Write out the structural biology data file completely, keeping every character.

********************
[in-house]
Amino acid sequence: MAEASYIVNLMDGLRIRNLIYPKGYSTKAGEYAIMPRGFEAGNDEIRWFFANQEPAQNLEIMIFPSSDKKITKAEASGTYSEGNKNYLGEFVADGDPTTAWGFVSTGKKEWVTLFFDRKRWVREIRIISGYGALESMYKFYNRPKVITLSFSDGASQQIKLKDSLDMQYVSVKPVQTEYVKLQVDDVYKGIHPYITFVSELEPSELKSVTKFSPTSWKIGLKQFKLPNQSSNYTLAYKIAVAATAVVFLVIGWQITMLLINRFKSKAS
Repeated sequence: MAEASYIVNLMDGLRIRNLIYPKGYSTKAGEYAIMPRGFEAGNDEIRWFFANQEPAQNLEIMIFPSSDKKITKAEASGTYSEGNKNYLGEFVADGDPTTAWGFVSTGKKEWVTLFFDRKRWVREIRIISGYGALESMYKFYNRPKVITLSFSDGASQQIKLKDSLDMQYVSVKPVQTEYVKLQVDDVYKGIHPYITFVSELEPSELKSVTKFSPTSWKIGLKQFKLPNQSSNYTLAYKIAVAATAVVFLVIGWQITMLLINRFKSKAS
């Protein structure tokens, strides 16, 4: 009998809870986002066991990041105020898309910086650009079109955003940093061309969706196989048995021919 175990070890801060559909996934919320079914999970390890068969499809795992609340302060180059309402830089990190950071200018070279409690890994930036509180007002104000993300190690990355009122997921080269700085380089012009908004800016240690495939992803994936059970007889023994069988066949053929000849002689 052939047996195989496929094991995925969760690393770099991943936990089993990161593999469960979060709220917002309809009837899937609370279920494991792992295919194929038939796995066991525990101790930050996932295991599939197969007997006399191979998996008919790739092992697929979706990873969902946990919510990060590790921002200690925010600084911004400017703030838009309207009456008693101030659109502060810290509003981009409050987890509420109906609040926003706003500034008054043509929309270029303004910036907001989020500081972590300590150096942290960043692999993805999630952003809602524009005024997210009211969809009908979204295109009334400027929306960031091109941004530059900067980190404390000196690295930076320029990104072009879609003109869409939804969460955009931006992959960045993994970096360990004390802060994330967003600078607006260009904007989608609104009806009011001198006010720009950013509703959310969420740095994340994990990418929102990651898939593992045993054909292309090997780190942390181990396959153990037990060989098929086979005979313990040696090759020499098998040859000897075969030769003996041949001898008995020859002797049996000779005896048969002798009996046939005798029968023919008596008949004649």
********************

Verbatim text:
[in-house]
Amino acid sequence: MAEASYIVNLMDGLRIRNLIYPKGYSTKAGEYAIMPRGFEAGNDEIRWFFANQEPAQNLEIMIFPSSDKKITKAEASGTYSEGNKNYLGEFVADGDPTTAWGFVSTGKKEWVTLFFDRKRWVREIRIISGYGALESMYKFYNRPKVITLSFSDGASQQIKLKDSLDMQYVSVKPVQTEYVKLQVDDVYKGIHPYITFVSELEPSELKSVTKFSPTSWKIGLKQFKLPNQSSNYTLAYKIAVAATAVVFLVIGWQITMLLINRFKSKAS
Repeated sequence: MAEASYIVNLMDGLRIRNLIYPKGYSTKAGEYAIMPRGFEAGNDEIRWFFANQEPAQNLEIMIFPSSDKKITKAEASGTYSEGNKNYLGEFVADGDPTTAWGFVSTGKKEWVTLFFDRKRWVREIRIISGYGALESMYKFYNRPKVITLSFSDGASQQIKLKDSLDMQYVSVKPVQTEYVKLQVDDVYKGIHPYITFVSELEPSELKSVTKFSPTSWKIGLKQFKLPNQSSNYTLAYKIAVAATAVVFLVIGWQITMLLINRFKSKAS
């Protein structure tokens, strides 16, 4: 009998809870986002066991990041105020898309910086650009079109955003940093061309969706196989048995021919 175990070890801060559909996934919320079914999970390890068969499809795992609340302060180059309402830089990190950071200018070279409690890994930036509180007002104000993300190690990355009122997921080269700085380089012009908004800016240690495939992803994936059970007889023994069988066949053929000849002689 052939047996195989496929094991995925969760690393770099991943936990089993990161593999469960979060709220917002309809009837899937609370279920494991792992295919194929038939796995066991525990101790930050996932295991599939197969007997006399191979998996008919790739092992697929979706990873969902946990919510990060590790921002200690925010600084911004400017703030838009309207009456008693101030659109502060810290509003981009409050987890509420109906609040926003706003500034008054043509929309270029303004910036907001989020500081972590300590150096942290960043692999993805999630952003809602524009005024997210009211969809009908979204295109009334400027929306960031091109941004530059900067980190404390000196690295930076320029990104072009879609003109869409939804969460955009931006992959960045993994970096360990004390802060994330967003600078607006260009904007989608609104009806009011001198006010720009950013509703959310969420740095994340994990990418929102990651898939593992045993054909292309090997780190942390181990396959153990037990060989098929086979005979313990040696090759020499098998040859000897075969030769003996041949001898008995020859002797049996000779005896048969002798009996046939005798029968023919008596008949004649």